Planting for Spring

What a temporary beautiful life they lead.

Flowers on the deckWhile Dorothy and I planted our spring flowers, we were talking about how short lived the beauty they give us is.  We knew that the dozens of plants we planted over the weekend would take root, blossom, grow, spread out a little, give off their beauty for people to enjoy, enhance the beauty and enjoyment of our home, and then wither and die in late fall – all in a matter of months.   But the beauty they provided during the time they are alive is well worth the effort of planting them, weeding, watering, and pruning.  All the time knowing that they are doomed during the cold weather, and the cycle of planting and withering is to be repeated next year, and the year after that and so on.  But this is what you expect.

Flowers on the deckBut this year was different.  Usually Dorothy plants with the kids and her mom.  I generally like to watch from the deck, iced tea in hand.  And it is hard work.  There is no one to refill my iced tea so I have to keep getting up from my lounge chair and going inside to refill it myself while my family relaxes and enjoys bonding with each other and bonding with mother earth.  But this year we did it alone – Dorothy and I.  It was very nice, we talked about what flowers Andrew liked, what flowers Nicole enjoys; and how this summer will be different – so different than any other summer before.

It is just the three of us now.  Andrew should have come home a couple of weeks ago.  He should have graduated with all of his friends.  We should have been proud parents watching him walking down the aisle with that amazing smile that he had on when he graduated high school.  Pictures, dinners, hand shakes, and happiness.  He should be going to parties and headed off for some well earned vacation with his friends. But none of that is happening.  He should have called Dorothy for mother’s day, we should have be happily packing him up to come home to start the next chapter of his life.

But our plant is gone.  The plant that we nourished, cared for, loved, and encouraged has been ripped from our hearts and our lives.  When we plant annuals, we know they will die, we know they have a short life span – that is what we sign up for when we get them.  But when we plant our perennials, we expect them to live, and to blossom and grow year after year – just like our children. And when that does not happen it is devastating.

Andrew's Fire Pit and GardenLast summer, Andrew and i purchased a fire pit and set it up on the deck.  As I mentioned in earlier posts Andrew and I had many fires there over this past summer.  We talked for hours at night about school, about life, about hockey, about almost everything.  It was the most amazing summer I had with my son in a long time.  College really turned him into a mensch, and a person who I could talk to so much easier.  He knew our time together was limited and he would soon be going back to Boulder, so he opened up much more this past summer.  He told me about his school teachers in the Psych department that he respected so much, how they were published and how he read their articles and stories and learned from them – and most of all admired them.  He found a goal and purpose in life and he was beaming with excitement to be able to graduate and become a therapist and help other people who had anxiety issues.  He was such a different person than who left leave our home three years ago and go to college.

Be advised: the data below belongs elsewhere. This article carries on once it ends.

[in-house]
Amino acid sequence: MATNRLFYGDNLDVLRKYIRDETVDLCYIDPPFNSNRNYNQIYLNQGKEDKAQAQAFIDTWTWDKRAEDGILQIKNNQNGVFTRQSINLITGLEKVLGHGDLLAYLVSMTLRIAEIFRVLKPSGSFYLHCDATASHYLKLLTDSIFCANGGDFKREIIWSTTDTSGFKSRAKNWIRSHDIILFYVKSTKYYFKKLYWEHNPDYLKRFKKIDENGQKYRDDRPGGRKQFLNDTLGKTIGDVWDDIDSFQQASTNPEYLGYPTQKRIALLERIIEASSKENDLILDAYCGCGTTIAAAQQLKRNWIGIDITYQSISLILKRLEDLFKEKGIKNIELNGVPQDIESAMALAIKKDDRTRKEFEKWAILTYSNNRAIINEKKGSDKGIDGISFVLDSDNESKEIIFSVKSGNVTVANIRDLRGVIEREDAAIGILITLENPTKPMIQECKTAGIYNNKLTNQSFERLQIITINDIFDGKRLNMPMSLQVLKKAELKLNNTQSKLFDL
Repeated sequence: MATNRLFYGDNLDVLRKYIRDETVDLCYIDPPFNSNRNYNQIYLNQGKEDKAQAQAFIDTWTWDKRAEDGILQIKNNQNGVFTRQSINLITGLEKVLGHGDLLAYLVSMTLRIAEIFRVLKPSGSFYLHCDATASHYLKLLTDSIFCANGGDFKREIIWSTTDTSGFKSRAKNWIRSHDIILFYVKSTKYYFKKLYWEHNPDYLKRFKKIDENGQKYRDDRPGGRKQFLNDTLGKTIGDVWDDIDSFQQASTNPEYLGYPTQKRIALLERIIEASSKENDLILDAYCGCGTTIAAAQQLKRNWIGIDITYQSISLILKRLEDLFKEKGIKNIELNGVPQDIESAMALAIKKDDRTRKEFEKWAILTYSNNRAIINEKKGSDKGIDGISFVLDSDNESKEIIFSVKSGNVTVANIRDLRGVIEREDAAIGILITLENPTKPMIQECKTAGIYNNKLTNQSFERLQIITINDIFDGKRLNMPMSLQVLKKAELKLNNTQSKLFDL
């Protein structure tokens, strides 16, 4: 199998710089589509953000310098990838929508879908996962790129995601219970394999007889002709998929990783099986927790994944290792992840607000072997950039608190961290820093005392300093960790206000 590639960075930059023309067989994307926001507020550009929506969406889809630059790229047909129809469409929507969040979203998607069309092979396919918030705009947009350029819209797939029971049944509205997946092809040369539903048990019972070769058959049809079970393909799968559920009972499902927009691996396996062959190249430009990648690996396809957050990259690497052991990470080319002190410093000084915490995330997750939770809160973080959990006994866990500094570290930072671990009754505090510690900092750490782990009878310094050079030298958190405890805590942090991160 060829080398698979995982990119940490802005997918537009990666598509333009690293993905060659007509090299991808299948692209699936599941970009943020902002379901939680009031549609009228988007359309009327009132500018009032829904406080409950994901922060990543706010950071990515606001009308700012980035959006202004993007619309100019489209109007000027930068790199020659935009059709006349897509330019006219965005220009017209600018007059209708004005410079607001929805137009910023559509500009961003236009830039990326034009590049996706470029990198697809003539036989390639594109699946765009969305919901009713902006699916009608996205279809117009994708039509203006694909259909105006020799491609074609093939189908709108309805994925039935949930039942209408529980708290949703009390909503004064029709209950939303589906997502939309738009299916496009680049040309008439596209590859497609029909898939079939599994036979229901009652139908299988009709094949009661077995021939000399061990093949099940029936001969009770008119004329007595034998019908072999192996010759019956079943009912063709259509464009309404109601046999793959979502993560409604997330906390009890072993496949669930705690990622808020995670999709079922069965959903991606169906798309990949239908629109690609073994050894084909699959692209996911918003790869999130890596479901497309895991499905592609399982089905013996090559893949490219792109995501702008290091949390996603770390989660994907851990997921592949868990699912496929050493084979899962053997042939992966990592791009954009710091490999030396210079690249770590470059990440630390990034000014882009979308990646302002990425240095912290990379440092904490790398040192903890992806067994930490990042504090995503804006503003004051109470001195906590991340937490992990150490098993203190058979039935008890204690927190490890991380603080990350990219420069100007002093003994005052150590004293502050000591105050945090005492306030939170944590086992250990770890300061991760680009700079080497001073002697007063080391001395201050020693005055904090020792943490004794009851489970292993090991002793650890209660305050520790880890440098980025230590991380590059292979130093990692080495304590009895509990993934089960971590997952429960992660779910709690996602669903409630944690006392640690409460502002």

DSC_0298The fire pit is still there, and will always be there.  It is known as Andrew’s fire pit. The two chairs Andrew and I sat on last summer are still there, facing each other, almost always empty.  I bought several planters and planted different colored Marigolds next to the pit, it is Andrew’s garden.  The Marigolds where Andrew’s favorite flower.  I never planted flowers before, but I needed to this year, and probably for many years to come.  I needed to do something for my son.

I sit there now, alone, looking at the flowers and the empty chair, recalling what we talked about.  It brings a smile to my face knowing how happy he was, and a tear to my eye knowing none of those dreams will ever be fulfilled. How he found his place in life finally, and how he was excited to have such a strong direction in life.  I sit and look at the flowers, and I know they will all be dead in a few months.  No matter how much I nourish them, no matter how much I care for them and no matter what I do, they will be gone in a few months.  It is such a vicious, heart wrenching cycle.


9 thoughts on “Planting for Spring

  1. Janie

    I read everything you write, Perry, and love the depth and expression of your thoughts. Love and prayers to you and Dorothy and Nicole. xx

    1. Kimberly Martelli

      Just reading these for the first time, mourning the 6 years ago loss of my younger brother, Eric John Tutera. Feeling especially pained this year. Desperate for support. Desperate to escape….or rather to hold Eric, to hear him, too feel his presence. I’m exhausted with sadness. Please let this darkness pass and being me sunshine and the sounds of his laughter. I’m begging for some relief from this bleeding wound.